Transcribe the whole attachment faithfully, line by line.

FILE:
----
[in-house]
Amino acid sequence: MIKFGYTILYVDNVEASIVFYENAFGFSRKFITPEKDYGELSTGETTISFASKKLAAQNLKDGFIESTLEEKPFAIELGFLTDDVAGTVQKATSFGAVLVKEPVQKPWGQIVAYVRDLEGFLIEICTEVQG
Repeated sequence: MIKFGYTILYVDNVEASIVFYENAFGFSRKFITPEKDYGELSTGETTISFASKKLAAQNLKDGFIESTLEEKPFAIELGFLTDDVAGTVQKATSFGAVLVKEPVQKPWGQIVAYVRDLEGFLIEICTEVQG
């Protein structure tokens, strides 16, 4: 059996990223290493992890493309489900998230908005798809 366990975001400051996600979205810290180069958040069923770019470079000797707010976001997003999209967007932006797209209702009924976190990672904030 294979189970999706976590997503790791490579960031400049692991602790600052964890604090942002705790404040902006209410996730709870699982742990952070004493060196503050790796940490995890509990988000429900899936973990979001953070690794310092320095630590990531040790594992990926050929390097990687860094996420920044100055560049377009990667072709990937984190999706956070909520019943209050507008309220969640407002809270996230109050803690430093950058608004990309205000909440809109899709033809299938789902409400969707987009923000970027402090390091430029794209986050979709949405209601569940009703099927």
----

[in-house]
Amino acid sequence: MIKFGYTILYVDNVEASIVFYENAFGFSRKFITPEKDYGELSTGETTISFASKKLAAQNLKDGFIESTLEEKPFAIELGFLTDDVAGTVQKATSFGAVLVKEPVQKPWGQIVAYVRDLEGFLIEICTEVQG
Repeated sequence: MIKFGYTILYVDNVEASIVFYENAFGFSRKFITPEKDYGELSTGETTISFASKKLAAQNLKDGFIESTLEEKPFAIELGFLTDDVAGTVQKATSFGAVLVKEPVQKPWGQIVAYVRDLEGFLIEICTEVQG
């Protein structure tokens, strides 16, 4: 059996990223290493992890493309489900998230908005798809 366990975001400051996600979205810290180069958040069923770019470079000797707010976001997003999209967007932006797209209702009924976190990672904030 294979189970999706976590997503790791490579960031400049692991602790600052964890604090942002705790404040902006209410996730709870699982742990952070004493060196503050790796940490995890509990988000429900899936973990979001953070690794310092320095630590990531040790594992990926050929390097990687860094996420920044100055560049377009990667072709990937984190999706956070909520019943209050507008309220969640407002809270996230109050803690430093950058608004990309205000909440809109899709033809299938789902409400969707987009923000970027402090390091430029794209986050979709949405209601569940009703099927």